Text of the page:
If you’re an entrepreneur with a creative side, InDesign is the best way to make your slides more aesthetic. The only downside is that it has a steep learning curve.
For individual use, the software requires a monthly subscription of $20.99.
Dropbox is more than a cloud storage option. It has simple navigation that can help beginners prepare presentation slides and slideshows. You can customize the templates and add data such as flowcharts, pie charts, and graphs. However, it might not be the best option if you're looking for sophisticated slide designs.
Though it has a free version, to access advanced features, you’ll have to choose one of the following monthly plans:
● Plus $9.99/mo
● Family $19.99/mo
Haiku Deck has over ten template themes, rich photo stock images, and restrictive designs that keep your pitch deck simple and elegant. Its interface is user-friendly, making it suitable even for beginners. It doesn’t have as many features as other platforms, but it’s an excellent choice for those who don’t know where to start.
Best Free Software for Pitch Decks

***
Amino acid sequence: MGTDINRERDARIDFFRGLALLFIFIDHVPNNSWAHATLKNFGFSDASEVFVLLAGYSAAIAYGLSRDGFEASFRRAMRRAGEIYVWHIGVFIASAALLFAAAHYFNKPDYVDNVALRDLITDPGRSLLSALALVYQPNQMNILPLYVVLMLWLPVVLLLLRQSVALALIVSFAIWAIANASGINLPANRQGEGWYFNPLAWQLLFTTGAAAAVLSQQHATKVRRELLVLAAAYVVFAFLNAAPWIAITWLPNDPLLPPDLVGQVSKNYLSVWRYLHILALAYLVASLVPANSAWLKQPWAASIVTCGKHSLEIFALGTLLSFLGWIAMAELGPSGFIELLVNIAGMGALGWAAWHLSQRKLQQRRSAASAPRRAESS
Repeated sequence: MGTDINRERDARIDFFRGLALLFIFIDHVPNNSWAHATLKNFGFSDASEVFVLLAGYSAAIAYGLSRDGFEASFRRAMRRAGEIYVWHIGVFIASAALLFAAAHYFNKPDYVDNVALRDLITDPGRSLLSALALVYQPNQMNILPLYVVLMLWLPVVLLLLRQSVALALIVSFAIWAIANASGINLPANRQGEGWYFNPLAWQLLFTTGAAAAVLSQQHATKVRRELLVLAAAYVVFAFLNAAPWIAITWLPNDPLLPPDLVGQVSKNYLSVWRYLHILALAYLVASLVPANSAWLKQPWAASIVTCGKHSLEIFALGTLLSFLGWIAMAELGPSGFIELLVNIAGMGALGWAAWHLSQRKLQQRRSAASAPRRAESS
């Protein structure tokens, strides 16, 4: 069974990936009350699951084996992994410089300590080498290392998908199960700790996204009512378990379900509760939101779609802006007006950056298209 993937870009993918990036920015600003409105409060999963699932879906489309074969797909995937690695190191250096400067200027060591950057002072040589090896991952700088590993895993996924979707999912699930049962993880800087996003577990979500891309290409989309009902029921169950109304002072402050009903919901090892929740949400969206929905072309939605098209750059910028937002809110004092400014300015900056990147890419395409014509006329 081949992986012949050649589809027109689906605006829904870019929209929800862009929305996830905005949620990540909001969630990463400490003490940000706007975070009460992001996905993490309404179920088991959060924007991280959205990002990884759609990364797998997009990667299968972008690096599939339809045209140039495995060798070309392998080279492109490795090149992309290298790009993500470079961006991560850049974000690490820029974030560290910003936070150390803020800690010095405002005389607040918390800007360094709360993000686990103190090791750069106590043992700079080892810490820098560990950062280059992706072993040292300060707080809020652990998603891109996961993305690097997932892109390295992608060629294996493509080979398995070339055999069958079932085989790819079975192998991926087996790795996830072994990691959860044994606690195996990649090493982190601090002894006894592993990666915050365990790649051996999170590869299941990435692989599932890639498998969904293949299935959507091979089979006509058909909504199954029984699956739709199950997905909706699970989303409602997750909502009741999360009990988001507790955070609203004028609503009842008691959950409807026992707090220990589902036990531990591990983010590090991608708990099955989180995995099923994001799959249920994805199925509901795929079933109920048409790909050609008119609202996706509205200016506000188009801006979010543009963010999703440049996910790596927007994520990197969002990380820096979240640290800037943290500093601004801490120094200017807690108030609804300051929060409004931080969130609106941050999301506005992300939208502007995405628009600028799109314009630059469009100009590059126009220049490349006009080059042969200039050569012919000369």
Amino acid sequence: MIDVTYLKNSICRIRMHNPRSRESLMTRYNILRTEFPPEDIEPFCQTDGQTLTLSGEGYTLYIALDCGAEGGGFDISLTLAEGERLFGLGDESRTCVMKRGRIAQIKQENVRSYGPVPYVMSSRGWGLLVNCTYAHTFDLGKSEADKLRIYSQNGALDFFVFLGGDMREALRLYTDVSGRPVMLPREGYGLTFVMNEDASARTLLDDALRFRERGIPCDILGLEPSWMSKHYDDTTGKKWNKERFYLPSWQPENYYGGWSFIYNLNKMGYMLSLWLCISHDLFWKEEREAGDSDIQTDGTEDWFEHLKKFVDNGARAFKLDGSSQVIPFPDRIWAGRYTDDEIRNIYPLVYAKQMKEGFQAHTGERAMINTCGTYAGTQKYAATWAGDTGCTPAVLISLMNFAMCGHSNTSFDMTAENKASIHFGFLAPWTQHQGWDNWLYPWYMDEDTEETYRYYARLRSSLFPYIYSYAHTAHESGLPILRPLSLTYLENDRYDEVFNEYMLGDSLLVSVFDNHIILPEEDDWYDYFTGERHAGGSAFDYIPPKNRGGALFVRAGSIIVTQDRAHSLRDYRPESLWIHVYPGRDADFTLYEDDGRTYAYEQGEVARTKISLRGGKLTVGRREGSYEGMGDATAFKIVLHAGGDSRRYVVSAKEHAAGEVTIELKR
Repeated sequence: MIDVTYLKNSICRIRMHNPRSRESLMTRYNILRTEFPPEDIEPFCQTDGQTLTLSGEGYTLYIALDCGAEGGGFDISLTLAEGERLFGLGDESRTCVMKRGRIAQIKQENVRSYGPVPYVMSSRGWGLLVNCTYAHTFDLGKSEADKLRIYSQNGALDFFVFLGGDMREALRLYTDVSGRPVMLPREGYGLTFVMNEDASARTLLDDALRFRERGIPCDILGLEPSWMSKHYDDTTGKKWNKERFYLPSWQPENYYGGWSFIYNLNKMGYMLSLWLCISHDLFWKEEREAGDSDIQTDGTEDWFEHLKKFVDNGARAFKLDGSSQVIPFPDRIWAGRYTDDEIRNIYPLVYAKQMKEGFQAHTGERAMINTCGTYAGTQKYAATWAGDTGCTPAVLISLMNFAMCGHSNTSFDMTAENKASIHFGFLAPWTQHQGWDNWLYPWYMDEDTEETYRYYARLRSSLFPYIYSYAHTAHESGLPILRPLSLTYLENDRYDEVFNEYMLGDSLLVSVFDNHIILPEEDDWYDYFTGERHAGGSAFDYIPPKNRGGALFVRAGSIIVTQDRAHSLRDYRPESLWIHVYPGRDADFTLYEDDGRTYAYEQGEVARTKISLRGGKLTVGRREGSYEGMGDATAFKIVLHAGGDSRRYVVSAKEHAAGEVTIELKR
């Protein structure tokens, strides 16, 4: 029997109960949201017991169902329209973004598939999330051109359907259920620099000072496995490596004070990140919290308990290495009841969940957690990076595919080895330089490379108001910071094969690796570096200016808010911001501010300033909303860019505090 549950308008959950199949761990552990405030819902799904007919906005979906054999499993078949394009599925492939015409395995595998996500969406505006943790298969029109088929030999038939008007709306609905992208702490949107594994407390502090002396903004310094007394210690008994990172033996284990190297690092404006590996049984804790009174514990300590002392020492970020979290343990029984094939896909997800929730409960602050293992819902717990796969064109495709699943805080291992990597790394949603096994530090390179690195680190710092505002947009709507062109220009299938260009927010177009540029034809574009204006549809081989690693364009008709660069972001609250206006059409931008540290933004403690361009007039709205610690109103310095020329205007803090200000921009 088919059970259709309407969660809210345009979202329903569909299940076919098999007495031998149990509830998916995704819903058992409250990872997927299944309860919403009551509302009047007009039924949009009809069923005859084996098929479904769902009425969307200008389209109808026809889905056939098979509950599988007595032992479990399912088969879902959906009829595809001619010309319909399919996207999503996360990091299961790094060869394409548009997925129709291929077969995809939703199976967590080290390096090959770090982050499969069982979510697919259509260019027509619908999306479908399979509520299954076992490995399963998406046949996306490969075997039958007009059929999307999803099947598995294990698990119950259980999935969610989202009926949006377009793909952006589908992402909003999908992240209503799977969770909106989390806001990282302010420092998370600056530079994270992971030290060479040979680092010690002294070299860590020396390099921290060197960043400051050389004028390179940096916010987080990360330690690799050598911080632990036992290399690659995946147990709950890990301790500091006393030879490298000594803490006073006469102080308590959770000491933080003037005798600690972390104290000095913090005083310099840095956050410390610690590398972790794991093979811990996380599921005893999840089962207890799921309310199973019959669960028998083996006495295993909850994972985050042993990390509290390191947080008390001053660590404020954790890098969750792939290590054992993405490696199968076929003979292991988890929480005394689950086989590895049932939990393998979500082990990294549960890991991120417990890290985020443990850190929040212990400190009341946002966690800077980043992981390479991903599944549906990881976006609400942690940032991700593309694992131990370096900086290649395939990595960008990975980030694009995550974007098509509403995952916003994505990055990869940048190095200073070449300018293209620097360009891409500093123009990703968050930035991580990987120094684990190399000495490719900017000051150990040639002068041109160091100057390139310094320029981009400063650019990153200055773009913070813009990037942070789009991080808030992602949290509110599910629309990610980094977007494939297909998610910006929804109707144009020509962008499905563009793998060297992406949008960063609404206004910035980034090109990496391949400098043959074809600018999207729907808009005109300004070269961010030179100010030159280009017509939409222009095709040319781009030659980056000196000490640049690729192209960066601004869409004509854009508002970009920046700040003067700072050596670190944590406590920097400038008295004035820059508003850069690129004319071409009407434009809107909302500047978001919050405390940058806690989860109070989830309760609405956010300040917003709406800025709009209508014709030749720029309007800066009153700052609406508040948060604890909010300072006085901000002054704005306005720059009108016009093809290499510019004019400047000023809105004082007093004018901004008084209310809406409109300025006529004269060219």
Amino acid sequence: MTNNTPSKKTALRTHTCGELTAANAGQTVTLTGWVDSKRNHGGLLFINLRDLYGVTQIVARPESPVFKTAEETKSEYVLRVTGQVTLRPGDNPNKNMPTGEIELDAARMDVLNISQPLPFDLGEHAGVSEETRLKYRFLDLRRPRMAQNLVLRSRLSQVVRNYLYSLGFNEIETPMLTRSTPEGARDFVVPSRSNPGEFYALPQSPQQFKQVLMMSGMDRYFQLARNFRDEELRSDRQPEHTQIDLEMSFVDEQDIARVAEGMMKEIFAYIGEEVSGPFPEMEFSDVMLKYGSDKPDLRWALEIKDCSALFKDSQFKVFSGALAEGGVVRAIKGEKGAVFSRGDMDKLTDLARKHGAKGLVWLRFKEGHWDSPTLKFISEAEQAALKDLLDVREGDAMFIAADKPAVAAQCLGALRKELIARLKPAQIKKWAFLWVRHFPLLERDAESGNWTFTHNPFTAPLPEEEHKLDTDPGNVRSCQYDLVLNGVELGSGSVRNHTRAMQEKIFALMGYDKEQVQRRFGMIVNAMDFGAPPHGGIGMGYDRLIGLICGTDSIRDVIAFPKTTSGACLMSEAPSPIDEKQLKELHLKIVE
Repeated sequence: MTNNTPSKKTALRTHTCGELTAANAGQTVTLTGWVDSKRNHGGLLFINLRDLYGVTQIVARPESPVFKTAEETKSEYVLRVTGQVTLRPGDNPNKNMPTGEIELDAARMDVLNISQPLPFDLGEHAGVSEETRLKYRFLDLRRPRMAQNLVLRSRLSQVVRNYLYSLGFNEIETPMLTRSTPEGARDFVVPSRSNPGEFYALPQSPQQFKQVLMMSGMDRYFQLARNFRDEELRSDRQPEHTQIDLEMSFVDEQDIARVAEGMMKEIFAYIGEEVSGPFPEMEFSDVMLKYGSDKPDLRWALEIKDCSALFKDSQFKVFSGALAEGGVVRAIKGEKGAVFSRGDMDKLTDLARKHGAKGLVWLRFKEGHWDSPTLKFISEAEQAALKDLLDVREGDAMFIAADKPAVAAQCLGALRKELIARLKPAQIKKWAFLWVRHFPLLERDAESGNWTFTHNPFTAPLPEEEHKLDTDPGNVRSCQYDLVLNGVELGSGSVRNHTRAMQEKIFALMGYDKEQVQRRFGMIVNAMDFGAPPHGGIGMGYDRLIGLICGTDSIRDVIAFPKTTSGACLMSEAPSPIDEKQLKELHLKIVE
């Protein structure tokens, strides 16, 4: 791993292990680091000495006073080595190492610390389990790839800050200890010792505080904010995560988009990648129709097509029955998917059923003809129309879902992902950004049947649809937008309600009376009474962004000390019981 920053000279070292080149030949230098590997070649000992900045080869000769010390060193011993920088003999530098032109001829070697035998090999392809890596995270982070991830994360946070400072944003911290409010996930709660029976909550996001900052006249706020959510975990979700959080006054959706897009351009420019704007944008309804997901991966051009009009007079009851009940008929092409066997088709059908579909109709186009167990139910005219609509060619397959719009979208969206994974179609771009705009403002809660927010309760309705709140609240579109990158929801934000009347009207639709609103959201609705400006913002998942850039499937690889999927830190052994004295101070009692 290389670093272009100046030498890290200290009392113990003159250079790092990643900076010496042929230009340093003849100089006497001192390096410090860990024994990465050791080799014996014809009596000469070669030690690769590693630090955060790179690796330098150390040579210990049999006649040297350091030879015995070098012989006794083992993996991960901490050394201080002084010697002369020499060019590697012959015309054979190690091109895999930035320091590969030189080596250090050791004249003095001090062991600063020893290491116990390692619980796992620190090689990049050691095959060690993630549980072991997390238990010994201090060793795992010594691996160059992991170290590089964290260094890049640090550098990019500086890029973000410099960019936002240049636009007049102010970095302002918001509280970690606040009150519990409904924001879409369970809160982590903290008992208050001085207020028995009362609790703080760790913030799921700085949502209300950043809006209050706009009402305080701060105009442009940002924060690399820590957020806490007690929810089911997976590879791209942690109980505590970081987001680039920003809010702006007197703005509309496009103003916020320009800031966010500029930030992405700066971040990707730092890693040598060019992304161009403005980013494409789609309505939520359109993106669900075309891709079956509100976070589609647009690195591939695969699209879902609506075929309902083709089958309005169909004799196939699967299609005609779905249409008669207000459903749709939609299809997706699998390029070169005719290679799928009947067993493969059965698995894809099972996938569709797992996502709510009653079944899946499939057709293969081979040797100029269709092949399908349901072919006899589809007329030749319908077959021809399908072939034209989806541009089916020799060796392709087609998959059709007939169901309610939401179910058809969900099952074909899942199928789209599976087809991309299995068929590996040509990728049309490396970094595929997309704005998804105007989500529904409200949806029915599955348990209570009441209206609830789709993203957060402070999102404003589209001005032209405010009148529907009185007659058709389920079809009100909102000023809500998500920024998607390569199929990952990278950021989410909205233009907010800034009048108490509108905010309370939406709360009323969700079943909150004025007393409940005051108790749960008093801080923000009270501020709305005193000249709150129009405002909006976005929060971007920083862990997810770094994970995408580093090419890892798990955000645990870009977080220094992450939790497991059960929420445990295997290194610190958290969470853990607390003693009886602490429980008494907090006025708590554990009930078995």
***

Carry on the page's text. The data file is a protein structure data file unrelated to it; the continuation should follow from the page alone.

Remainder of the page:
If you're on a budget and still want a unique design, you can look for free software for pitch decks.
Apple Keynote is only available for Apple users, but it offers intuitive pre-designed layouts and themes to enable you to prepare your slides quickly. It lacks some advanced tools available in PowerPoint, but it makes up for it in ease of use.
Our fave! Although Canva is famous for revolutionizing design, it also comes with all the tools for making top-notch presentation slides. It is beginner friendly because it has easily customizable templates with hundreds of fonts, grids, photos, charts, and graphs. You can access your slides online or download them in PowerPoint format.
Google Slides works better than PowerPoint presentations because it allows collaboration. Team players can access the slides online and make edits from anywhere. Its user interface encourages more straightforward presentations to give your deck a clean look. The downside is that it lacks professional design tools.
A big GOOD LUCK if you’re preparing to pitch to investors in the near future. If you’ve made it this far, I can promise you that you are well prepared, and you have got this! If you have found this article helpful in preparing your pitch deck, you might find some value in following us on Instagram. We regularly upload educational content and how-to’s for every stage of your journey, and our DMs are always open for a chat.